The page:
Open source and CPAN mean that library routines to perform most tasks are available that are not only widely used, but tested, updated, etc, etc

    Perl can do OO just like Java. It can also do procedural. More importantly it can readily be developed in sections that can be easily and independently tested and debugged. Add the CPAN libray bit again where you note that there is a lot of *free* high quality, well tested code available - if you don't have to write and debug it you save time, money and hassles.

    Give a really simple example of how Perl is shorter, this is C as I don't do Java although I am told it is similar.

    In Perl:
    print "Hello world\n";
    In C:
    #include <stdio.h>
    int main()  
          printf("Hello World!\n");  
          return 0;

    So what if Perl code is shorter. I would emphasise easier to write, easier to test, easier to debug and easier to maintain - as a result *less cost* to implement any given solution. Bottom line $ terms is what really counts. This is why I would choose Perl over other languages for most (but not all) tasks.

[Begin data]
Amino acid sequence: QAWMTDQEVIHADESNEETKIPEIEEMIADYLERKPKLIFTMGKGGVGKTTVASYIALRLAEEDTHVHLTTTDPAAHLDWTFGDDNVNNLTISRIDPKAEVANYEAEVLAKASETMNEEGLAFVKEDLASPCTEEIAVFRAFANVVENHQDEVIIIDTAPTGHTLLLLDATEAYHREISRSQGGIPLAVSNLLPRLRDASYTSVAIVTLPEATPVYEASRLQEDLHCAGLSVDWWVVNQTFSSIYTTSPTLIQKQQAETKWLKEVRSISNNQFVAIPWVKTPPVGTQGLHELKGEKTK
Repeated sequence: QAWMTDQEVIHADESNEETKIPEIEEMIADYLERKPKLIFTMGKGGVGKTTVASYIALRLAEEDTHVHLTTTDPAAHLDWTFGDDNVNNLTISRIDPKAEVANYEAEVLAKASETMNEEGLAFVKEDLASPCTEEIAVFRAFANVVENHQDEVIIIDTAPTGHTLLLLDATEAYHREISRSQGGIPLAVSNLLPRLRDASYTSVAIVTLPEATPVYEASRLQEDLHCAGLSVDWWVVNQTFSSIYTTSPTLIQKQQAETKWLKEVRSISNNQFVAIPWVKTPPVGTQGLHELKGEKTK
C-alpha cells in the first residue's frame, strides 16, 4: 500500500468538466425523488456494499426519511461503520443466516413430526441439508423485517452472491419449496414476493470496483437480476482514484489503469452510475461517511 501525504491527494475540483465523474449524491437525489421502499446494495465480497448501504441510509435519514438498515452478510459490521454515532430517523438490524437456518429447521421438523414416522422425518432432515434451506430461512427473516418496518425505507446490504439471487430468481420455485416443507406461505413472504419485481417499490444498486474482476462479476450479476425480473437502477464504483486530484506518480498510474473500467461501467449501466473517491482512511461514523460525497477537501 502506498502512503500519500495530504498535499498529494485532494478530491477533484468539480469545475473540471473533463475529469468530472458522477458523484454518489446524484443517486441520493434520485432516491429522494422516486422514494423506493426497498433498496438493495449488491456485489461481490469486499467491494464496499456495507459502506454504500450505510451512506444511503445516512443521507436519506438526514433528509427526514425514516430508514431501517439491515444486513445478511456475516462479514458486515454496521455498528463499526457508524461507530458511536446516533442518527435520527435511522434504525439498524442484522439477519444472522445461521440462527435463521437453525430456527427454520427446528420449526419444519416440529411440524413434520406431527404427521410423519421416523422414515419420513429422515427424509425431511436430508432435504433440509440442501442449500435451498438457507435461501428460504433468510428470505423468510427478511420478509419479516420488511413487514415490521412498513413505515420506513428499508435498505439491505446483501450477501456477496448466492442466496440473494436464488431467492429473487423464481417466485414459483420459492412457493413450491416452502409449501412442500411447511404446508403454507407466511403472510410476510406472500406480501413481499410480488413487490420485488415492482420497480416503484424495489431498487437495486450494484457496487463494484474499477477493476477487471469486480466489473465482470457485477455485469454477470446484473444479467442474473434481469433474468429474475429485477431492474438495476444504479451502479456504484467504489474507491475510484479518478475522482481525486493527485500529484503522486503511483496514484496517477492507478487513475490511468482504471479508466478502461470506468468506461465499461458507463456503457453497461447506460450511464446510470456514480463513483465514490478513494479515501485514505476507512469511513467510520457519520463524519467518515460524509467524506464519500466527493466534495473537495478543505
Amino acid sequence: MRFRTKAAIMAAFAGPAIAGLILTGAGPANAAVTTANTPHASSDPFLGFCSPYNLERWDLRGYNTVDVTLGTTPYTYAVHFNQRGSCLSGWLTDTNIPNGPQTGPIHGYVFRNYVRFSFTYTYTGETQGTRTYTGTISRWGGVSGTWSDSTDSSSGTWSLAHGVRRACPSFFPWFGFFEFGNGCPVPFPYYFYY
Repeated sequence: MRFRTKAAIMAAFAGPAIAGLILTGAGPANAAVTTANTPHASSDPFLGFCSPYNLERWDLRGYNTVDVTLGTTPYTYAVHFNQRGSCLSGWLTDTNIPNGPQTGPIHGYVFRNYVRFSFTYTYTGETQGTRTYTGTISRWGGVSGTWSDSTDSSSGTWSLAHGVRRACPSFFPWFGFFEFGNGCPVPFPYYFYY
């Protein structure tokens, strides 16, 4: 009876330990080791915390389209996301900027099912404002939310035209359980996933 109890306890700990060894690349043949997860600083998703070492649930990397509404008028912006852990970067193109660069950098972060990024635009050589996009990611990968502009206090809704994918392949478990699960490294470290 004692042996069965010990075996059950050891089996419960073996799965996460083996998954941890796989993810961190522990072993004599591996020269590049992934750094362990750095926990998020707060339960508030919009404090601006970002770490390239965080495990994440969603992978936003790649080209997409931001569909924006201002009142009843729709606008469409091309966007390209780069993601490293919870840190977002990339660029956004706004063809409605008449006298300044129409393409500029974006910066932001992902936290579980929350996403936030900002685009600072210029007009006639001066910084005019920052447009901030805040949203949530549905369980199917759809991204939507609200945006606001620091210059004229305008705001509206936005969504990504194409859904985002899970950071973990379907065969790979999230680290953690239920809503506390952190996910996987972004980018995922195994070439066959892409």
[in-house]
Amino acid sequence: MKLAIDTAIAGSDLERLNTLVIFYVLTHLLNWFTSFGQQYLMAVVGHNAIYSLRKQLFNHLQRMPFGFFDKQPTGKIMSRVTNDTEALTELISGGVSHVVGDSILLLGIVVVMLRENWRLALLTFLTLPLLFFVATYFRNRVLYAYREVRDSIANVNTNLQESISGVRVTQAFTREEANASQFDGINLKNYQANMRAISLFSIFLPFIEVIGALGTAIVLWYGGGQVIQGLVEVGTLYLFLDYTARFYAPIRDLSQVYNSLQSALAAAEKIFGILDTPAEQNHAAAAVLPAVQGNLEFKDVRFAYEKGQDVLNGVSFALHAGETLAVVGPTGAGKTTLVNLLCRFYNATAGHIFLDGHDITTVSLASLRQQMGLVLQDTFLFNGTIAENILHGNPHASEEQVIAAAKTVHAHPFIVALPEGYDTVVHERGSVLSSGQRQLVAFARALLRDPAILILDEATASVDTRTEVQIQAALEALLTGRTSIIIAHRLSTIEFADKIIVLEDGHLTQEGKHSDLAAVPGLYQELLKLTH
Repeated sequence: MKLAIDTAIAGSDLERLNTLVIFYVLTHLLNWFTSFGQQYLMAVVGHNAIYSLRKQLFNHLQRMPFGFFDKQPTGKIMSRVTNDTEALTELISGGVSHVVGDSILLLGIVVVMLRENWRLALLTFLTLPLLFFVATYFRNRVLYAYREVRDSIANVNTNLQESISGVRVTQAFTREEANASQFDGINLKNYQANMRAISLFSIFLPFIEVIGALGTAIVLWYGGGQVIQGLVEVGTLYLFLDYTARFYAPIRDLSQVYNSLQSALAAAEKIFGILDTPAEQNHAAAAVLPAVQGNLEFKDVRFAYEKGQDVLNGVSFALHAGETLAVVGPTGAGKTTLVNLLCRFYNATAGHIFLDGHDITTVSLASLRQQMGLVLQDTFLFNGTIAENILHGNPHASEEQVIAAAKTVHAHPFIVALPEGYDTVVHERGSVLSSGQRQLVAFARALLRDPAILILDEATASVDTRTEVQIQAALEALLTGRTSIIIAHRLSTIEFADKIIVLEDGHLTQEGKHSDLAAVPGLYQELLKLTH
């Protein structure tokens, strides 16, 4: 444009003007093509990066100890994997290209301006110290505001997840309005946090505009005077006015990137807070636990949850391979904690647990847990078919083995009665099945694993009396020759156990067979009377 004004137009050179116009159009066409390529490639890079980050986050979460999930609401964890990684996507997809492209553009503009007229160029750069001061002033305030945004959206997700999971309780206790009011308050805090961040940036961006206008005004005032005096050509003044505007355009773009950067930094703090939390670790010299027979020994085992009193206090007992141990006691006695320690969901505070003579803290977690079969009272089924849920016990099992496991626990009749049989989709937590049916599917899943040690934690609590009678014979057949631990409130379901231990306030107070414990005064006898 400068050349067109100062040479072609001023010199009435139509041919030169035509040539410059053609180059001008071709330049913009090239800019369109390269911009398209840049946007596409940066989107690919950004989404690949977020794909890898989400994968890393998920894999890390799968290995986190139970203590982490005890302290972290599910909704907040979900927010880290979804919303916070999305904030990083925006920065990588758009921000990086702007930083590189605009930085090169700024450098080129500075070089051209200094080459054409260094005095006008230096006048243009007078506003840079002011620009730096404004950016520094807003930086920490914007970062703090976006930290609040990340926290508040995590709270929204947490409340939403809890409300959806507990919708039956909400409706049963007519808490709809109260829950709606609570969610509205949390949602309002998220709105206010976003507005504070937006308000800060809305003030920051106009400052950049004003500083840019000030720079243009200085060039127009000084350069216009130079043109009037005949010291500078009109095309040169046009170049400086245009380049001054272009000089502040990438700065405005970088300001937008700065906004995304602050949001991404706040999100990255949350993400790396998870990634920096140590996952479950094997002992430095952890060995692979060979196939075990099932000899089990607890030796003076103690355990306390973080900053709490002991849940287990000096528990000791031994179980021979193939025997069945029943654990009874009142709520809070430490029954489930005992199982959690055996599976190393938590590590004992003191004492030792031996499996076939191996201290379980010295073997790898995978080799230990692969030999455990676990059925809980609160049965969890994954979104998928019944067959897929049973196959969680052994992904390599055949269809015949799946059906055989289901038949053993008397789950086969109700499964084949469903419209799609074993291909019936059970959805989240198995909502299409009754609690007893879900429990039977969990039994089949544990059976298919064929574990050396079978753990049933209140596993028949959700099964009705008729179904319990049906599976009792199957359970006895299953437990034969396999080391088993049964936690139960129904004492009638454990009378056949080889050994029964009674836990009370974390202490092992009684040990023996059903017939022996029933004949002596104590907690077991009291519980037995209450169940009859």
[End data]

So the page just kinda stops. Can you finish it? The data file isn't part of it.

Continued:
Perl is interpreted Java half compiled into bytecode. Both are fast enough to do most jobs. Who cares which is faster if both are fast enough? Having to compile Java (or anything) for testing is a pain compared to Perl's ease of running and testing.

    Target your audience. If it is suits emphasise development time, reliability, and dollars. If it is programmers emphasise laziness by utilising CPAN, ease of coding, plus whatever else you think might help.